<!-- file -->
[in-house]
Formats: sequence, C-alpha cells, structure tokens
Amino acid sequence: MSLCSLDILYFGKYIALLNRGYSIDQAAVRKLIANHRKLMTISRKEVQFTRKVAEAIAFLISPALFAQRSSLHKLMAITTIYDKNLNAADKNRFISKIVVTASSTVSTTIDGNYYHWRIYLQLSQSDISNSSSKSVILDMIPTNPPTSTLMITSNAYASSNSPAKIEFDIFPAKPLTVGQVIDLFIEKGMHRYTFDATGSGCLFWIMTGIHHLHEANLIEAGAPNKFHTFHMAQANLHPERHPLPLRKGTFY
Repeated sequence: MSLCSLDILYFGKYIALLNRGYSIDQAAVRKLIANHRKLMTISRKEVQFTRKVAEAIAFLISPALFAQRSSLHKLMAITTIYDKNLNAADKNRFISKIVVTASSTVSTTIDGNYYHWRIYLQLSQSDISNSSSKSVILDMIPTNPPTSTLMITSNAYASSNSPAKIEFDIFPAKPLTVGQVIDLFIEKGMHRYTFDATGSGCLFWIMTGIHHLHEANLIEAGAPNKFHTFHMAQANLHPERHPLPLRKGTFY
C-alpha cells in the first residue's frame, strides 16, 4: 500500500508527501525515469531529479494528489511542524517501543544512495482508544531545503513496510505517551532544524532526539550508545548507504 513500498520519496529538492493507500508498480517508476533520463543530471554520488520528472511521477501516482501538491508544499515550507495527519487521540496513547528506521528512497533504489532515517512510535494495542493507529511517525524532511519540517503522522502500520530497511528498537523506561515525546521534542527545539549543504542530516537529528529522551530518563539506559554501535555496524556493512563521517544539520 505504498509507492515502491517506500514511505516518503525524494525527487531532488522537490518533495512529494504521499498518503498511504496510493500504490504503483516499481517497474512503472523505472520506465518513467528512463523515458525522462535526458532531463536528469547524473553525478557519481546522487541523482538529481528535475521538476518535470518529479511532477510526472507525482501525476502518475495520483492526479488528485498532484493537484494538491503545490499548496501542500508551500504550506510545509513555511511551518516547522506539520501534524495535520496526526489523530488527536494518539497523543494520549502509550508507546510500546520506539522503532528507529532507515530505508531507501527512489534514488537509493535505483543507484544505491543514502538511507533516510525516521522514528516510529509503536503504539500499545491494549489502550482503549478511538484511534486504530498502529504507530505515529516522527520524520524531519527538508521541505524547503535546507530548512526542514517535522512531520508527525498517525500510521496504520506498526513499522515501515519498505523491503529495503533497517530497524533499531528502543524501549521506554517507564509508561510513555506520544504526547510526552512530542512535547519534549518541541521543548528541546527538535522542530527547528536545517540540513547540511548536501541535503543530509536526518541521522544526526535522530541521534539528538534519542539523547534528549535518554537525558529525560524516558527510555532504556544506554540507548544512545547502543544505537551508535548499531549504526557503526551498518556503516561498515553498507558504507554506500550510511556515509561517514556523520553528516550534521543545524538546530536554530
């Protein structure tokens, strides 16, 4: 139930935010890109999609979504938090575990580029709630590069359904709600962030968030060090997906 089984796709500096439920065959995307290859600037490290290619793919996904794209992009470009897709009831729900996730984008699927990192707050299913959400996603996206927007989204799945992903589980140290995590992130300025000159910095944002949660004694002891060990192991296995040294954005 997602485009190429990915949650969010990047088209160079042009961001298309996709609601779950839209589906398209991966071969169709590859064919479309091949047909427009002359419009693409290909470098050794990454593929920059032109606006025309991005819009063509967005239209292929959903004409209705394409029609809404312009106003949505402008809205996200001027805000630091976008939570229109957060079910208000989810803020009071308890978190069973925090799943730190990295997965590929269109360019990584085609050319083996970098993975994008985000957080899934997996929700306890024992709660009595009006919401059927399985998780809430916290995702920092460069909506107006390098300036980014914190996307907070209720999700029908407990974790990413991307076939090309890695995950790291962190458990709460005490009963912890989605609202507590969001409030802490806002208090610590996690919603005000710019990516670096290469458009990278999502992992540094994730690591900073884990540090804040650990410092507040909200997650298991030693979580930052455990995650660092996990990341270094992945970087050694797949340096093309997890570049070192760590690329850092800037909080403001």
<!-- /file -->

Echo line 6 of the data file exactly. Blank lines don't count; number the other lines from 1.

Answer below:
């Protein structure tokens, strides 16, 4: 139930935010890109999609979504938090575990580029709630590069359904709600962030968030060090997906 089984796709500096439920065959995307290859600037490290290619793919996904794209992009470009897709009831729900996730984008699927990192707050299913959400996603996206927007989204799945992903589980140290995590992130300025000159910095944002949660004694002891060990192991296995040294954005 997602485009190429990915949650969010990047088209160079042009961001298309996709609601779950839209589906398209991966071969169709590859064919479309091949047909427009002359419009693409290909470098050794990454593929920059032109606006025309991005819009063509967005239209292929959903004409209705394409029609809404312009106003949505402008809205996200001027805000630091976008939570229109957060079910208000989810803020009071308890978190069973925090799943730190990295997965590929269109360019990584085609050319083996970098993975994008985000957080899934997996929700306890024992709660009595009006919401059927399985998780809430916290995702920092460069909506107006390098300036980014914190996307907070209720999700029908407990974790990413991307076939090309890695995950790291962190458990709460005490009963912890989605609202507590969001409030802490806002208090610590996690919603005000710019990516670096290469458009990278999502992992540094994730690591900073884990540090804040650990410092507040909200997650298991030693979580930052455990995650660092996990990341270094992945970087050694797949340096093309997890570049070192760590690329850092800037909080403001």